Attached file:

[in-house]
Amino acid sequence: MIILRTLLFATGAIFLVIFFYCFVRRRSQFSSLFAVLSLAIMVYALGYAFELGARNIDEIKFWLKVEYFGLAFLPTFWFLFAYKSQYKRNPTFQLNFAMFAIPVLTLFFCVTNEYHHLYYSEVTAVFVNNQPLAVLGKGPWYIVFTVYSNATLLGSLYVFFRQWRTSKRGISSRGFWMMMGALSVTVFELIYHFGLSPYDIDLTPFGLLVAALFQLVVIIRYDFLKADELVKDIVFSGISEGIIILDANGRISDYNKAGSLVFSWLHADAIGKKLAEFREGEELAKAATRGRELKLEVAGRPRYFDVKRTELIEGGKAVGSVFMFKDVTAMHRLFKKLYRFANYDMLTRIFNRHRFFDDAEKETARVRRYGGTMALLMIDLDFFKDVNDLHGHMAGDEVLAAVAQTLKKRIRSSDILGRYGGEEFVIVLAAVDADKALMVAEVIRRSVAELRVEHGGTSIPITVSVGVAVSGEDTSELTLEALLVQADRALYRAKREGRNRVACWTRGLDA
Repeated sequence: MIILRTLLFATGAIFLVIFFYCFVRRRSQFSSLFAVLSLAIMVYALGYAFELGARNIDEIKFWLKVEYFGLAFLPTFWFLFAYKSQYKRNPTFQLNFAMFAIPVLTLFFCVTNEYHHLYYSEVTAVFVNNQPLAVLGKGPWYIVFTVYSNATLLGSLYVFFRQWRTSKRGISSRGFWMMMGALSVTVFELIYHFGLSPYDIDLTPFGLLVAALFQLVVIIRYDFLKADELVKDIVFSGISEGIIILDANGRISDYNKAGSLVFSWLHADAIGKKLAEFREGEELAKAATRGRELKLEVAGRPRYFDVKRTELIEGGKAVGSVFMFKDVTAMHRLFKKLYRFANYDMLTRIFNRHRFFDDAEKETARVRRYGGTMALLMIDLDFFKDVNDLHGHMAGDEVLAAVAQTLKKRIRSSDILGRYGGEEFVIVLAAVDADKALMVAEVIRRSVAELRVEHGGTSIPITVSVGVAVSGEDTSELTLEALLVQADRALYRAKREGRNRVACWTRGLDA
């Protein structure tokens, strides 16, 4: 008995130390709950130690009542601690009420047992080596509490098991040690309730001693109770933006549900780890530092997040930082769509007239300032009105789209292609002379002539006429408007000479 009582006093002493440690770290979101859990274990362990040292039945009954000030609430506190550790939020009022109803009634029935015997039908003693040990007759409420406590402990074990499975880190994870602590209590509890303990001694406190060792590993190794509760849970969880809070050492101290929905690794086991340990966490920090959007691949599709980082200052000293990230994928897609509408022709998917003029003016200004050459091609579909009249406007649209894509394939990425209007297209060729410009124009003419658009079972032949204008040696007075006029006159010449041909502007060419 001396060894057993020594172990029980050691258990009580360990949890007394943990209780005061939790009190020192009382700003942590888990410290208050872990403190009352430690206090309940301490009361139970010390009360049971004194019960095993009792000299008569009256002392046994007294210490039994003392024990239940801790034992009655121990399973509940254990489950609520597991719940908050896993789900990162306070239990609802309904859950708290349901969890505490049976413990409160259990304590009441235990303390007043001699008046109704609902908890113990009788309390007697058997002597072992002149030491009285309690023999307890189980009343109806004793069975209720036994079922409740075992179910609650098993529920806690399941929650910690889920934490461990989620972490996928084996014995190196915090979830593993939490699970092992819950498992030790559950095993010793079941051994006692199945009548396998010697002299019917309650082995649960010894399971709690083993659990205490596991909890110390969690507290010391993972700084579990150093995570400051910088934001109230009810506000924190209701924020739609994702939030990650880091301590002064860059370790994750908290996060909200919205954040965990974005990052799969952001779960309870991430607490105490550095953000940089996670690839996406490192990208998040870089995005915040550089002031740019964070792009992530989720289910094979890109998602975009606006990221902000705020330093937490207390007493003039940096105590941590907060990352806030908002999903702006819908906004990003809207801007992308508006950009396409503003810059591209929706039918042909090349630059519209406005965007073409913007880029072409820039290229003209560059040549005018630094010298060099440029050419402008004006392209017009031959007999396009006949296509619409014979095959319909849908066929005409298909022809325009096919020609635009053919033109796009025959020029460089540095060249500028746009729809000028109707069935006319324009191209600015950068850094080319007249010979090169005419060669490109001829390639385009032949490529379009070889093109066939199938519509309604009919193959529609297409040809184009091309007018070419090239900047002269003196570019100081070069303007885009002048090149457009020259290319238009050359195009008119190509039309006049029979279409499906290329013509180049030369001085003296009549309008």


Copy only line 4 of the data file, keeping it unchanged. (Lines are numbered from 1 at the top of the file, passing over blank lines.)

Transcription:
């Protein structure tokens, strides 16, 4: 008995130390709950130690009542601690009420047992080596509490098991040690309730001693109770933006549900780890530092997040930082769509007239300032009105789209292609002379002539006429408007000479 009582006093002493440690770290979101859990274990362990040292039945009954000030609430506190550790939020009022109803009634029935015997039908003693040990007759409420406590402990074990499975880190994870602590209590509890303990001694406190060792590993190794509760849970969880809070050492101290929905690794086991340990966490920090959007691949599709980082200052000293990230994928897609509408022709998917003029003016200004050459091609579909009249406007649209894509394939990425209007297209060729410009124009003419658009079972032949204008040696007075006029006159010449041909502007060419 001396060894057993020594172990029980050691258990009580360990949890007394943990209780005061939790009190020192009382700003942590888990410290208050872990403190009352430690206090309940301490009361139970010390009360049971004194019960095993009792000299008569009256002392046994007294210490039994003392024990239940801790034992009655121990399973509940254990489950609520597991719940908050896993789900990162306070239990609802309904859950708290349901969890505490049976413990409160259990304590009441235990303390007043001699008046109704609902908890113990009788309390007697058997002597072992002149030491009285309690023999307890189980009343109806004793069975209720036994079922409740075992179910609650098993529920806690399941929650910690889920934490461990989620972490996928084996014995190196915090979830593993939490699970092992819950498992030790559950095993010793079941051994006692199945009548396998010697002299019917309650082995649960010894399971709690083993659990205490596991909890110390969690507290010391993972700084579990150093995570400051910088934001109230009810506000924190209701924020739609994702939030990650880091301590002064860059370790994750908290996060909200919205954040965990974005990052799969952001779960309870991430607490105490550095953000940089996670690839996406490192990208998040870089995005915040550089002031740019964070792009992530989720289910094979890109998602975009606006990221902000705020330093937490207390007493003039940096105590941590907060990352806030908002999903702006819908906004990003809207801007992308508006950009396409503003810059591209929706039918042909090349630059519209406005965007073409913007880029072409820039290229003209560059040549005018630094010298060099440029050419402008004006392209017009031959007999396009006949296509619409014979095959319909849908066929005409298909022809325009096919020609635009053919033109796009025959020029460089540095060249500028746009729809000028109707069935006319324009191209600015950068850094080319007249010979090169005419060669490109001829390639385009032949490529379009070889093109066939199938519509309604009919193959529609297409040809184009091309007018070419090239900047002269003196570019100081070069303007885009002048090149457009020259290319238009050359195009008119190509039309006049029979279409499906290329013509180049030369001085003296009549309008």